As a result, today we published our core values on the CSSCE website here. They will inform our code of conduct (coming soon), how staff and members interact in our community of practice on Slack (request to join here), and all of the programming and trainings offered by the center.Continue reading “May’s Community Call Recap and Announcing the CSCCE Core Values”
Our May community call, scheduled for Monday, 18 May 2020 at noon US Eastern Time, will focus on CSCCE’s core values and how we are working with members of our community of practice to co-create a code of conduct.
This call will include a discussion with the CSCCE Code of Conduct working group, and provide opportunity for all members of our community to comment on our draft core values statement.Continue reading “May’s community call – The CSCCE core values”
Our next CSCCE Community Call is on Wednesday 19th February at 2pm Eastern. Join us to discuss how we’re going to be creating Community Profiles to help connect scientific community managers with others doing similar things – and how to make the profiles useful to you!
Introducing the Community Profiles project
Some of the questions that we get asked most often about scientific community management go along the lines of “I’m looking to launch a new community focused on X. Can you tell me about another organization that’s already done this?” or “We’re looking to expand our community programming to include Y. Are there any best practices about how to do this – or things we should absolutely avoid?”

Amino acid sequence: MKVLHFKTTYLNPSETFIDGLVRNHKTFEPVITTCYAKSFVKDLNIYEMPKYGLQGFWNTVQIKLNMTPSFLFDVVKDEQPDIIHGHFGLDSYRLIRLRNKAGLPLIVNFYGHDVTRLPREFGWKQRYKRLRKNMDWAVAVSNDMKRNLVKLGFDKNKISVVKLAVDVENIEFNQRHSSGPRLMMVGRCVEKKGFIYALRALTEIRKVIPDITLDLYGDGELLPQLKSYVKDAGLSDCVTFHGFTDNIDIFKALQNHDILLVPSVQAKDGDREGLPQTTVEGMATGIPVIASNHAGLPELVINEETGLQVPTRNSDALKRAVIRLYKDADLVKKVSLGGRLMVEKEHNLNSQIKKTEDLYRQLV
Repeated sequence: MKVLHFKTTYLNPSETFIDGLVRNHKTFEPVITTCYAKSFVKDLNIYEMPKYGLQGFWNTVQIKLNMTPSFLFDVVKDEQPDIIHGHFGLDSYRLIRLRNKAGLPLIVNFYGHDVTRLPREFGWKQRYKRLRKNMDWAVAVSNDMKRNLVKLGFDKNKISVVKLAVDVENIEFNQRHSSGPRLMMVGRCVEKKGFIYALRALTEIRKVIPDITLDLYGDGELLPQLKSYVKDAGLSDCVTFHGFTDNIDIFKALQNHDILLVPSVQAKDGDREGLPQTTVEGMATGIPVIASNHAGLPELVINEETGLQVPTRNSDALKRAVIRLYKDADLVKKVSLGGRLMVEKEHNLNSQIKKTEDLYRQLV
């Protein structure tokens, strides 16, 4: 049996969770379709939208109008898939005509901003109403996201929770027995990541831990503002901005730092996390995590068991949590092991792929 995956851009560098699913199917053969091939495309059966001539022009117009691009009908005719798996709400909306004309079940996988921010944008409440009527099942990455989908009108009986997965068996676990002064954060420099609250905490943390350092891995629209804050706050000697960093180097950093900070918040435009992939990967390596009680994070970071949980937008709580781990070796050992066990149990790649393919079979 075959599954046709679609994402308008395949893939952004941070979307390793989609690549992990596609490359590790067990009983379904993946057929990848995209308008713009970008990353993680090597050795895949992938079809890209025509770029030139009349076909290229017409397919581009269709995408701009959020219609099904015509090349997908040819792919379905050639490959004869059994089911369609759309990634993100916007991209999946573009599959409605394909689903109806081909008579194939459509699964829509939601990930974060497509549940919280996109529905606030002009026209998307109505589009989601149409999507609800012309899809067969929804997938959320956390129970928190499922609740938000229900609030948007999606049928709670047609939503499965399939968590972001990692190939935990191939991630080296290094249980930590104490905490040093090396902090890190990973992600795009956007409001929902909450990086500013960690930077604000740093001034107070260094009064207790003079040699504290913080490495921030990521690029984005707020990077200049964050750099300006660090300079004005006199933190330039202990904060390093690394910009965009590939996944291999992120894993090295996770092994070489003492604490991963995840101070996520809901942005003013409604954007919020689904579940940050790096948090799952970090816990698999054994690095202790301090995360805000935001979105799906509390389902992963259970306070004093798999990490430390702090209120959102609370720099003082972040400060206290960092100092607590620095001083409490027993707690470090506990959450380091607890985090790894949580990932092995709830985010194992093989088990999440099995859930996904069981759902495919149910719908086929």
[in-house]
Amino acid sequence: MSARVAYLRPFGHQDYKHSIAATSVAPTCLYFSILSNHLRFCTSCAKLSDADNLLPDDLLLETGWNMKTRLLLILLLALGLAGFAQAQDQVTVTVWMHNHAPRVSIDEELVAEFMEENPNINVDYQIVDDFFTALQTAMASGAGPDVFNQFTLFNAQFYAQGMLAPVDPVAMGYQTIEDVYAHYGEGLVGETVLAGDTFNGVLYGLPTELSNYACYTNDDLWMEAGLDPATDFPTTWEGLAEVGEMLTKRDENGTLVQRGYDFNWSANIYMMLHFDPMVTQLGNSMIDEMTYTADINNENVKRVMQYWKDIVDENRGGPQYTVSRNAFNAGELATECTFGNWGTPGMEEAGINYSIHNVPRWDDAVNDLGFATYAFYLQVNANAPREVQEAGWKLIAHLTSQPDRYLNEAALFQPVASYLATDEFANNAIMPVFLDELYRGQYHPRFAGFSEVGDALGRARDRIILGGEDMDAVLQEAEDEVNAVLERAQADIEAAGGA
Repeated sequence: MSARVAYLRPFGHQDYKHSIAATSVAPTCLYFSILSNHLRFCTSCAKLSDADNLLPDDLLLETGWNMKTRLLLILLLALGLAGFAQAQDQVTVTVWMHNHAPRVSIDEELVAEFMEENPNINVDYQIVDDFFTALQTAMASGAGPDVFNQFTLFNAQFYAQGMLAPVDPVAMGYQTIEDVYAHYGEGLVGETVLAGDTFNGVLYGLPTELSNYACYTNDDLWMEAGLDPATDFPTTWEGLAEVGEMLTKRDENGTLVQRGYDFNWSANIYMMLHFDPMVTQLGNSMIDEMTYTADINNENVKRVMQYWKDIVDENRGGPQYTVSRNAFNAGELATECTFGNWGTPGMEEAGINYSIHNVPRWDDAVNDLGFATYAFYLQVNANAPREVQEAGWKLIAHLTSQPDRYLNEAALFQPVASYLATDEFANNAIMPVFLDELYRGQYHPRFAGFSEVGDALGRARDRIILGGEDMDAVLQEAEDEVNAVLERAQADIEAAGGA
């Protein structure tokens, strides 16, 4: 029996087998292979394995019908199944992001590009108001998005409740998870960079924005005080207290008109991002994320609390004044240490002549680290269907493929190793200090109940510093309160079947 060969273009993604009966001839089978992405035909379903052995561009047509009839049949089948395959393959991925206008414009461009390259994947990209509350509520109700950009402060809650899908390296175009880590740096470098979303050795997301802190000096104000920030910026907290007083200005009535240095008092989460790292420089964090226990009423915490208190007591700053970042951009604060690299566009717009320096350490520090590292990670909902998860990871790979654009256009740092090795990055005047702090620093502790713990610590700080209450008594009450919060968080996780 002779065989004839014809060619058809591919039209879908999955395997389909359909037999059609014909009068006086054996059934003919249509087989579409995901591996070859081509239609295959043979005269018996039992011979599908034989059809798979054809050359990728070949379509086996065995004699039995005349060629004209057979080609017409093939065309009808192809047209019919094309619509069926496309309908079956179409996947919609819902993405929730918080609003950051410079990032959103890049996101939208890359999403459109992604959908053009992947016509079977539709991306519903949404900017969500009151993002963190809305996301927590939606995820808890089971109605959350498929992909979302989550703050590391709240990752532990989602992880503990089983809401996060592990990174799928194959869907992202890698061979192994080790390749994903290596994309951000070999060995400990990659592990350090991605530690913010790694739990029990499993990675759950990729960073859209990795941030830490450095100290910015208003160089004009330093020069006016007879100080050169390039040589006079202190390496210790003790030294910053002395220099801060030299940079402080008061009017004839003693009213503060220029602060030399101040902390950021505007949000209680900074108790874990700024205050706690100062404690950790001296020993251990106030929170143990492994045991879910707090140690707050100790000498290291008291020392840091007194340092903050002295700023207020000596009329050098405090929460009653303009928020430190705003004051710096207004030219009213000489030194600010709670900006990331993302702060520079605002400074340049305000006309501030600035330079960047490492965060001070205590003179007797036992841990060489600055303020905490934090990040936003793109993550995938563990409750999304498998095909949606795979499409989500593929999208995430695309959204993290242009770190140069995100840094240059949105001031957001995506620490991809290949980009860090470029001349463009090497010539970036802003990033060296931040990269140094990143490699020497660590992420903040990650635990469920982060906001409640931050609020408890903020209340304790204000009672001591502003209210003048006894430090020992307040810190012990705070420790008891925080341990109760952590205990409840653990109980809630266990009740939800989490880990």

To help our community members to answer these questions more directly themselves, we’re looking to create a series of downloadable Community Profiles. At this concept stage (read: plans may evolve as we test and iterate!) we envisage that the profiles will be very visual, two-page summary sheets with some vital stats about specific communities that have agreed to be featured. As a user, you’ll be able to compare communities with similar audiences, online tools, programming and more – and possibly also reach out to their community manager to ask any follow up questions.Continue reading “February’s Community Call – help us to launch our Community Profiles project”
In January’s Community Call we reviewed our plans for CSCCE’s programming for the first few months of 2020. In this post we recap our intentions to launch three initial working groups this month – as a precursor to creating the supporting structures for future working groups later this year.
Why working groups?
CSCCE provides training, programming, resources and research to support community managers in science – and organizations looking to nurture scientific communities. One of our core activities is to host a community of practice, where existing community managers can learn from one another and ask questions of a supportive group of like-minded peers.
In addition to our Slack channel and monthly community calls, we’re now offering community members the opportunity to work more closely together in a working group.Continue reading “CSCCE Working Groups – new ways to work together in our emerging community of practice”